The Northern Lights, also known as the aurora borealis, are fickle. Without all the right conditions they will not make an appearance. The first key is location. Auroras can only occur above the 60-degree latitude mark in the north and below the 60-degree latitude in the south (the lesser-known Southern Lights are called the aurora australis). That is why the Northern Lights are only seen in northern cities in Norway, Sweden, Finland, Canada, Alaska, and of course Iceland (among a few other spots).

Additionally, the following circumstances must be met: in Iceland, it must be between the months of September and April, the darker the better (a full moon may diminish the lights), there can be no major cloud cover, and there needs to be enough solar activity.

The biggest deterrent to a great light show though is light pollution. Light pollution has drastically changed the number of places the aurora borealis can be viewed. Luckily, Iceland is minimally populated and the entire island sits above the 60 degrees north latitude requirement.

By Strahil Dimitrov | Shutterstock

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Places and Ways to See the Light Show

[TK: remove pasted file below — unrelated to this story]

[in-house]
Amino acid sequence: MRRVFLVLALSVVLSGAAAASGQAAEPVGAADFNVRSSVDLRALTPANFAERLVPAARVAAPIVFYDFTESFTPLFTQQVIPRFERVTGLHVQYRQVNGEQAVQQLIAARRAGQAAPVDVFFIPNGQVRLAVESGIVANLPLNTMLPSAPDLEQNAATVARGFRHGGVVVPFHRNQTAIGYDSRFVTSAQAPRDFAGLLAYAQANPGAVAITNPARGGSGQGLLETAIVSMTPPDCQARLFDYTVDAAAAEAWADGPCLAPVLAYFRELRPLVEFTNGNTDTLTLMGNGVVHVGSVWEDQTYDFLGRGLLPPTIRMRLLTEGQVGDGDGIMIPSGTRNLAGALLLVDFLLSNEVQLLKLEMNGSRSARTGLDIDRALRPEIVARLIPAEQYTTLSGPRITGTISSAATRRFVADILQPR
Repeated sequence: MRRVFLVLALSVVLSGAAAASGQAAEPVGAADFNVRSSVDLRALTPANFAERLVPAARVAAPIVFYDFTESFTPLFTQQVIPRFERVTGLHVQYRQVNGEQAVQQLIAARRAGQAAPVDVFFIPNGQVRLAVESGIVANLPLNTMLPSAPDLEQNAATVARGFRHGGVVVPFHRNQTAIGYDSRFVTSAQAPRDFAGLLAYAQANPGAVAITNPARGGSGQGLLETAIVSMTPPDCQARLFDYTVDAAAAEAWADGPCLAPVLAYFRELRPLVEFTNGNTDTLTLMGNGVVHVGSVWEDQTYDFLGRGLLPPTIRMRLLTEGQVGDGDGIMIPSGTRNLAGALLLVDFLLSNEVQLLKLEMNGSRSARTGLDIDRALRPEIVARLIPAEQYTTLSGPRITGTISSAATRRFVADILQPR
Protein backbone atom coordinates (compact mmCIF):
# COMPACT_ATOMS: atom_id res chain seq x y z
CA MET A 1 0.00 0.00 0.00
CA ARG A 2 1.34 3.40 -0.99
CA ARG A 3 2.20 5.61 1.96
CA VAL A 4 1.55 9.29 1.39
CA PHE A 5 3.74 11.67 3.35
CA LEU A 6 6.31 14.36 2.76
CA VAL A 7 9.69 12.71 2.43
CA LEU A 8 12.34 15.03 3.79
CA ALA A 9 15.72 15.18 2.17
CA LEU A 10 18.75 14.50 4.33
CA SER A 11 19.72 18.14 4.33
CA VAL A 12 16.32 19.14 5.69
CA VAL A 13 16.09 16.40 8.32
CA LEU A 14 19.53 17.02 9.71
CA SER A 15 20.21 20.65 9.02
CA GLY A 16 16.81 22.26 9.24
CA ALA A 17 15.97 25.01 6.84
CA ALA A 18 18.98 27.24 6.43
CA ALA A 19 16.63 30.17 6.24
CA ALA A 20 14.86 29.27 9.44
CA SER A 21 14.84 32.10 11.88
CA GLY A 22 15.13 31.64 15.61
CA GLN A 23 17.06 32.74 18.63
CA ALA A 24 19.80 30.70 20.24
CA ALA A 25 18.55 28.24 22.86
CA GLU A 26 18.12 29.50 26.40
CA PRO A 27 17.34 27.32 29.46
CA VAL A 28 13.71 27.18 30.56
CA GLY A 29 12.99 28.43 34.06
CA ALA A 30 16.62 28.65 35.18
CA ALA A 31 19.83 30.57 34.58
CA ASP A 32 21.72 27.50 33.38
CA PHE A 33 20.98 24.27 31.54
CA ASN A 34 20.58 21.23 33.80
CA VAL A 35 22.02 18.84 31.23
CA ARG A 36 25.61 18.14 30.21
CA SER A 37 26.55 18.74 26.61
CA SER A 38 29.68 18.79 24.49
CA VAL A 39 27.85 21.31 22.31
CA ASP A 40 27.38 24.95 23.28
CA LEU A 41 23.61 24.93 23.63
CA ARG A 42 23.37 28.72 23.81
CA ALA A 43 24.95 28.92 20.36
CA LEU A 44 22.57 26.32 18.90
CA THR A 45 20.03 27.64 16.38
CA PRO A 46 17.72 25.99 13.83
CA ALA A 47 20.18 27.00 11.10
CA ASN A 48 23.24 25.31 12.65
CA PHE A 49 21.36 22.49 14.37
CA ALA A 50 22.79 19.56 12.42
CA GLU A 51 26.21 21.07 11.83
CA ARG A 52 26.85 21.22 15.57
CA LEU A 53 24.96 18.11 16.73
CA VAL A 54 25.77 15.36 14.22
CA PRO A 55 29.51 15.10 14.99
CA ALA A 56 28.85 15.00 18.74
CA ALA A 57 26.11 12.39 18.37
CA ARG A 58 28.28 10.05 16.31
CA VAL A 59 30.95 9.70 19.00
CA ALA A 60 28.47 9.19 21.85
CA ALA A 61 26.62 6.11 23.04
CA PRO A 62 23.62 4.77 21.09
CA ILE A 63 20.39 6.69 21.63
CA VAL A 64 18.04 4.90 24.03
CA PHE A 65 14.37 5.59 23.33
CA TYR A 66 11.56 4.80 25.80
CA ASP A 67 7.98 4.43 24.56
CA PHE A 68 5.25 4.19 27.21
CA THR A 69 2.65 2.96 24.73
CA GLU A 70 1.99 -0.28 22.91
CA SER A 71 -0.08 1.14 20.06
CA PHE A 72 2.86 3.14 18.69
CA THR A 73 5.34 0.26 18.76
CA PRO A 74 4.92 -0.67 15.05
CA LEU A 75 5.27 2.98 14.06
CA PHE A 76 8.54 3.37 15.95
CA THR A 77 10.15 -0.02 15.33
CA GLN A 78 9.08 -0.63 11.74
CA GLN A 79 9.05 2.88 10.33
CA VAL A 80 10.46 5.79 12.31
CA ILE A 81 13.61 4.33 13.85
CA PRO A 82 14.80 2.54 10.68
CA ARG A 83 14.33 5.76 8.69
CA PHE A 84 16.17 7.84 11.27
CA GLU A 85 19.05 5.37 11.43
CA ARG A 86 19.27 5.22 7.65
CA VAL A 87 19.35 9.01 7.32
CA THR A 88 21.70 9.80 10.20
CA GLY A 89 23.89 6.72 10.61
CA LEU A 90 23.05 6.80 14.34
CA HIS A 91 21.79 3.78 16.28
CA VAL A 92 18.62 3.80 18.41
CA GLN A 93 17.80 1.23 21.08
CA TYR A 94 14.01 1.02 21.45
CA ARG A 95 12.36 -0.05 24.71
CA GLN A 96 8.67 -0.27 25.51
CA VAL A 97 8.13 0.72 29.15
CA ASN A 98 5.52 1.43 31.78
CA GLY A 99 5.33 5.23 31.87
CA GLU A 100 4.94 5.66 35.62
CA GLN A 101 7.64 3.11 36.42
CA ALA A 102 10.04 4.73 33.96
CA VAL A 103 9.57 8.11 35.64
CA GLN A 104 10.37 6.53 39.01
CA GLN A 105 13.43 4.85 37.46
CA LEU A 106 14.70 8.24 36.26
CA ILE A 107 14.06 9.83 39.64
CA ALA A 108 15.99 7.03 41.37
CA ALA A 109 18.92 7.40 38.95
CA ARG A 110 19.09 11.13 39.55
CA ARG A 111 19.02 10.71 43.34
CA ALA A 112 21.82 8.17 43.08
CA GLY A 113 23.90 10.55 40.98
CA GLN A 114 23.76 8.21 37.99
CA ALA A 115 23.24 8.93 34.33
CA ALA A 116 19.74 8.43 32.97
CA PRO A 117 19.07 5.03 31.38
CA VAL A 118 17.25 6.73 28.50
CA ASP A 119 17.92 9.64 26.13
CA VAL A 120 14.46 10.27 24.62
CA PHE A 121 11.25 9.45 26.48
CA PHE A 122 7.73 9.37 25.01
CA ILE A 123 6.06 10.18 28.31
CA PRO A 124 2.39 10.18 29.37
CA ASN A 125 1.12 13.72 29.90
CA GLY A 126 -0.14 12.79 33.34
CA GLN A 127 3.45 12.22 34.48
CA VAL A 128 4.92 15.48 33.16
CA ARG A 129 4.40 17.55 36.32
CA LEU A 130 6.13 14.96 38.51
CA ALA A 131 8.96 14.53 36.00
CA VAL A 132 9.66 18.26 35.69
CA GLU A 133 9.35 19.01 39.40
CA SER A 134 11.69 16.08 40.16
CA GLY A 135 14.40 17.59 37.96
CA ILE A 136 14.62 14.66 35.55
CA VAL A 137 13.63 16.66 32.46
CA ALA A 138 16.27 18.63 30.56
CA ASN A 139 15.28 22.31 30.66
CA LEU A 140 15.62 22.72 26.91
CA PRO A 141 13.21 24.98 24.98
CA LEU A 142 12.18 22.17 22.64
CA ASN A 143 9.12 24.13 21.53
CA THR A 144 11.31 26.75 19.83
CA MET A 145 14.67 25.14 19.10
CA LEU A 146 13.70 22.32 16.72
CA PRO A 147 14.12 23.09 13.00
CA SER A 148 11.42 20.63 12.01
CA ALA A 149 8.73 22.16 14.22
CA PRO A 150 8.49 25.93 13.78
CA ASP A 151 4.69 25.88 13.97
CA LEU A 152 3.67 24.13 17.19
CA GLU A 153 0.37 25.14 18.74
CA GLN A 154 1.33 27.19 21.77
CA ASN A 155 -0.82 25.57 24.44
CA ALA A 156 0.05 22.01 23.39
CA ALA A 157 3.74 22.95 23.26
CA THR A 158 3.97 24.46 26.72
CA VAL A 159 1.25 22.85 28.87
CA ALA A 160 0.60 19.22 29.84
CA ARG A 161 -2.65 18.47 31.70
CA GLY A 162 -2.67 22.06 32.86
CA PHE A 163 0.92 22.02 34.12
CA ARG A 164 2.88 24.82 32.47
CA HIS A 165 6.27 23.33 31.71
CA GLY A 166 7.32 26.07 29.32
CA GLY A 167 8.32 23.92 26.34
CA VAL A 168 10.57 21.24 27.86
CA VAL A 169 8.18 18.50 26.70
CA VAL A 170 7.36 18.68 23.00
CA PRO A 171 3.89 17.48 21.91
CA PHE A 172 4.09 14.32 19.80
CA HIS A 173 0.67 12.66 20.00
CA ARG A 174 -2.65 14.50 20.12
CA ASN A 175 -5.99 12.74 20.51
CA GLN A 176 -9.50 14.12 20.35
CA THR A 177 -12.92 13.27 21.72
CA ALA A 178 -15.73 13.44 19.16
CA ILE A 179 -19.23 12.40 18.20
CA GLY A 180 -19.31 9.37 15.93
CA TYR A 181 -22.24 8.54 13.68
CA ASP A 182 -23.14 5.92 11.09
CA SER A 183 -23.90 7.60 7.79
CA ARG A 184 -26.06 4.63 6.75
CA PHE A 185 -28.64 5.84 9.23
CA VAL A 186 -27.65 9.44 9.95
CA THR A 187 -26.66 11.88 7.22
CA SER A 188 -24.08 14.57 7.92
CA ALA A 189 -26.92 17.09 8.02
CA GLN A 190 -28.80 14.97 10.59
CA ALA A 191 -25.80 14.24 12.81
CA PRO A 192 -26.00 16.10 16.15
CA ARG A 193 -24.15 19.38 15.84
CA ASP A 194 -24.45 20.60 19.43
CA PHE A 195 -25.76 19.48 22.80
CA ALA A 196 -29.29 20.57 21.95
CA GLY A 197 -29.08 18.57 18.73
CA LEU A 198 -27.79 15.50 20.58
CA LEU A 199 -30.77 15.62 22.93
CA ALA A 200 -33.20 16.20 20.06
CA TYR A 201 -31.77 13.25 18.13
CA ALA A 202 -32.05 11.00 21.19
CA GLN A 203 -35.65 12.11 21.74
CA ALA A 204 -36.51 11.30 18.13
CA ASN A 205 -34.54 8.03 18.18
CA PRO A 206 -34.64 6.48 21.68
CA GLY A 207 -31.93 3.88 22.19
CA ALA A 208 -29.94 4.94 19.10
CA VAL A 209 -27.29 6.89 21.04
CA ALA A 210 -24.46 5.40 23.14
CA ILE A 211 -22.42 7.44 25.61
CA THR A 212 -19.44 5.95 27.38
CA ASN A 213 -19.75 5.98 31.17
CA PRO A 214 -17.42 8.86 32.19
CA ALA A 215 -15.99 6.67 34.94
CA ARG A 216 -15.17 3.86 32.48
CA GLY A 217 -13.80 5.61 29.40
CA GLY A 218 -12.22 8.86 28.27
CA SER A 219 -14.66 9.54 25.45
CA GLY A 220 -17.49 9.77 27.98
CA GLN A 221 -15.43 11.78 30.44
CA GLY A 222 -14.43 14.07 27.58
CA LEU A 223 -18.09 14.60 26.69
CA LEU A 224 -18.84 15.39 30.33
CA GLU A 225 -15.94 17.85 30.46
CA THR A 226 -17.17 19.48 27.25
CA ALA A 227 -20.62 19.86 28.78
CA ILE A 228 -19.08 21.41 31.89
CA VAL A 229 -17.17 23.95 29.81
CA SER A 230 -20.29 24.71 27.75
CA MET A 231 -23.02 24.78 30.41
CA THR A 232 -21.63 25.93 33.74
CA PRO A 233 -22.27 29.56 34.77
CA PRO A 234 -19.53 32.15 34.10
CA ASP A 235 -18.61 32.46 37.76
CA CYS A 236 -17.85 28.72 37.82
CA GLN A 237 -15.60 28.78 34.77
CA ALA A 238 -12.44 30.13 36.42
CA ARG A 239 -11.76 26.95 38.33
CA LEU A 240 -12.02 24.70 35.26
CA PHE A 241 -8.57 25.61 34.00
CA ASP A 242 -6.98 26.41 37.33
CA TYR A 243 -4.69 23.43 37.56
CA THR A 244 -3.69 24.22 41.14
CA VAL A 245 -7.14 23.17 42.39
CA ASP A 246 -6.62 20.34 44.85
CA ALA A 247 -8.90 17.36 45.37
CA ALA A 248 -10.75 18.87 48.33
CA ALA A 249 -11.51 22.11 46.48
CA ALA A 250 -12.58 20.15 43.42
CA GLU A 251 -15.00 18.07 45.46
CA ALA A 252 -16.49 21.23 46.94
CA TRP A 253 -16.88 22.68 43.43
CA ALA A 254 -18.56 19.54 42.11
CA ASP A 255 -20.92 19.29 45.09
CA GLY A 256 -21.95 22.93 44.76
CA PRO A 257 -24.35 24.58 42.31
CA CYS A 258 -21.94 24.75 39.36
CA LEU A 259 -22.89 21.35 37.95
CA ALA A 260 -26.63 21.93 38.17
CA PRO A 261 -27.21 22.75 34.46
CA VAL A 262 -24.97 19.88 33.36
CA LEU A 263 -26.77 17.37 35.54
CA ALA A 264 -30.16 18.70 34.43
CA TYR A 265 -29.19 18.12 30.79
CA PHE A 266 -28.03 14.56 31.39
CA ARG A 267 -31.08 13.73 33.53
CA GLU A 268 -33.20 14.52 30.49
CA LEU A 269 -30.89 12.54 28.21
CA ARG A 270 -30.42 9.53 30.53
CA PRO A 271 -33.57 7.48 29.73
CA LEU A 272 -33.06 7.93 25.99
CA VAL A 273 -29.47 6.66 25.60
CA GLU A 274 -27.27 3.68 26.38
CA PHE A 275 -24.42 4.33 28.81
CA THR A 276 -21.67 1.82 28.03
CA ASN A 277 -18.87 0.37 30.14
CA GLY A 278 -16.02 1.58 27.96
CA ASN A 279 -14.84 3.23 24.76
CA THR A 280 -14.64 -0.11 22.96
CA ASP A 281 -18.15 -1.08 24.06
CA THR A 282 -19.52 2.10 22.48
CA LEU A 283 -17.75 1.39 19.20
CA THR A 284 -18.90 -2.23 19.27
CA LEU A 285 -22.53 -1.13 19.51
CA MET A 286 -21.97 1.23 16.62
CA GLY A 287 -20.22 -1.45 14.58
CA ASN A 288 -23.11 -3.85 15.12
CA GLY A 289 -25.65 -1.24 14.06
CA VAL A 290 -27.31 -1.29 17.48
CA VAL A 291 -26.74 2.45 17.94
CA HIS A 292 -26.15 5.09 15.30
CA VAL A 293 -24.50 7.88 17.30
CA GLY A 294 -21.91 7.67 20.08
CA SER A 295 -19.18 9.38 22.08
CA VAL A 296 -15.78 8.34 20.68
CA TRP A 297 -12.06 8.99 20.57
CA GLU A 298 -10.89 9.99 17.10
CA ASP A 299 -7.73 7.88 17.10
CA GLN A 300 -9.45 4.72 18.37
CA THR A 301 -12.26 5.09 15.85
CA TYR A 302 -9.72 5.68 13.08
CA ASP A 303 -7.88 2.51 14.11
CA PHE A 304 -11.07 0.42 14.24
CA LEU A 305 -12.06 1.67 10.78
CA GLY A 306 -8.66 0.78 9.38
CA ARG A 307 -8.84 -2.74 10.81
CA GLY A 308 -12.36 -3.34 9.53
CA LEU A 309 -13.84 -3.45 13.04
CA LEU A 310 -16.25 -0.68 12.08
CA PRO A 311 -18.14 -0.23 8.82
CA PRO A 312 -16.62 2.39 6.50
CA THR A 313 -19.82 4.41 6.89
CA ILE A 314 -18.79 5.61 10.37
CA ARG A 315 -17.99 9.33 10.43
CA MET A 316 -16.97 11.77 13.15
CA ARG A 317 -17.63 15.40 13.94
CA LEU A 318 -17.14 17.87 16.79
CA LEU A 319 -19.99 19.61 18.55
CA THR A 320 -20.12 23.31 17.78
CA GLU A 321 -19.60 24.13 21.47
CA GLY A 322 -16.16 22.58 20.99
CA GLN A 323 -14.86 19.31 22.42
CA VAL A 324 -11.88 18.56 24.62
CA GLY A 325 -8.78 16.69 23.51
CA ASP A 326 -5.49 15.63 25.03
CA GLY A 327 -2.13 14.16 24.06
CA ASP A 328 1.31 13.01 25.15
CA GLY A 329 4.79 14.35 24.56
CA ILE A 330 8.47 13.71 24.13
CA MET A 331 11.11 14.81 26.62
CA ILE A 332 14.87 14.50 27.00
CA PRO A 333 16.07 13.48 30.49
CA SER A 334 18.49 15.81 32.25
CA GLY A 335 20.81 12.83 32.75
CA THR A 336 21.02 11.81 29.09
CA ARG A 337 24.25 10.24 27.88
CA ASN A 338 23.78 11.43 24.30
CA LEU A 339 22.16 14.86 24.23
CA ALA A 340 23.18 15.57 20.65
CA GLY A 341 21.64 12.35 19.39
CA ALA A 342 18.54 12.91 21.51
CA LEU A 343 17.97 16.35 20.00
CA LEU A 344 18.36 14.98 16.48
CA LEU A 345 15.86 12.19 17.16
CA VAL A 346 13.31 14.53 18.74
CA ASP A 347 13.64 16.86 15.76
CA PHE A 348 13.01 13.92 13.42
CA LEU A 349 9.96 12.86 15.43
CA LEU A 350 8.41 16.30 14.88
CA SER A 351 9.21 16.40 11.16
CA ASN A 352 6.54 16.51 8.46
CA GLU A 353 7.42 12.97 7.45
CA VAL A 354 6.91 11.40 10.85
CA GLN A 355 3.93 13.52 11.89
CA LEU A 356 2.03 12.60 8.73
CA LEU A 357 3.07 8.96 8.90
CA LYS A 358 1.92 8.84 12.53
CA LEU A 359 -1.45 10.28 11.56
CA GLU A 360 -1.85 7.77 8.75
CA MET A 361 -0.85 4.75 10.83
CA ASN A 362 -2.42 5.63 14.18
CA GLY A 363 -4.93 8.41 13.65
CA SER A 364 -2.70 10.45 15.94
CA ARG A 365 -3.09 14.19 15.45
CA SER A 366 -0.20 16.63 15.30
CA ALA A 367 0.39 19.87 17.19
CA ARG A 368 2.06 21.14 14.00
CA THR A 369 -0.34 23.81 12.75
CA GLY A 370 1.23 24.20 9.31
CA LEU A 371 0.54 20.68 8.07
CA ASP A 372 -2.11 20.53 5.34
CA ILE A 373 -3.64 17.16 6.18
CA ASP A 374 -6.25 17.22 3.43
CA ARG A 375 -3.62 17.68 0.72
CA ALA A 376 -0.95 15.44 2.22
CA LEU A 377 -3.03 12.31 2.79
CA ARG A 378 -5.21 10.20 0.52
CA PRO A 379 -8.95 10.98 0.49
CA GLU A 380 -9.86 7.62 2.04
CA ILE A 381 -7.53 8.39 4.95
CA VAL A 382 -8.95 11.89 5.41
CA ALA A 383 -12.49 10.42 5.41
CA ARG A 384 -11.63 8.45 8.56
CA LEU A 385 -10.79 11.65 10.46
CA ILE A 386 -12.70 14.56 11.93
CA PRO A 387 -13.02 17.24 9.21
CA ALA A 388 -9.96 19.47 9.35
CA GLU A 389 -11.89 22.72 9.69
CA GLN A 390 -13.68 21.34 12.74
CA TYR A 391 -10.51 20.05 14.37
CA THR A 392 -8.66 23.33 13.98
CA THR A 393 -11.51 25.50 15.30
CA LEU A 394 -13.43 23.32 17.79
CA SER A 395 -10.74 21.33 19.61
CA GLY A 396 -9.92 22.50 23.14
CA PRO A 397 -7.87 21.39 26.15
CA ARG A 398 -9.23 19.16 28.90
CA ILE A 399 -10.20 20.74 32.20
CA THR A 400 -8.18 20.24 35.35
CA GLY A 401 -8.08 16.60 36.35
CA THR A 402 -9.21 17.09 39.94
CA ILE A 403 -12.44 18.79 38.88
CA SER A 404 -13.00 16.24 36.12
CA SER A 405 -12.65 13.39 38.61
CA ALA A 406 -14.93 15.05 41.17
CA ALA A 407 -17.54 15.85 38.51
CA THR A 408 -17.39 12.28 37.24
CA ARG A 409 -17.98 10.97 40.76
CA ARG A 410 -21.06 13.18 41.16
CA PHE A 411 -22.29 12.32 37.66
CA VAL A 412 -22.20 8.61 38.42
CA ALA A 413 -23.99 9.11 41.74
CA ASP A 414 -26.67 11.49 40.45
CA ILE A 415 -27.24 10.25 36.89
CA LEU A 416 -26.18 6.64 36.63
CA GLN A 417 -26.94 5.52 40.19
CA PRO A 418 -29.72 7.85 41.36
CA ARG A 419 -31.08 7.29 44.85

From the Capital City Reykjavik

Reykjavik is not exactly what someone would call a “big city” (the population is only about 125,000 people) but it’s large enough that the city lights can interfere with viewings. However, there are a couple of locations around the city that are prime viewing destinations. First, on the far northwestern border of the city is the Grótta Island Lighthouse. Protruding into the Atlantic Ocean, the lighthouse is significantly removed from the heart of the city and many people have taken striking pictures of the lighthouse illuminated underneath the Northern Lights. Additionally, the Perlan also presents the possibility of catching a glimpse of nature’s show. The Perlan is a fine dining restaurant set beneath a giant glass, domed roof. Since it is located in a large park, there is less interference from light pollution.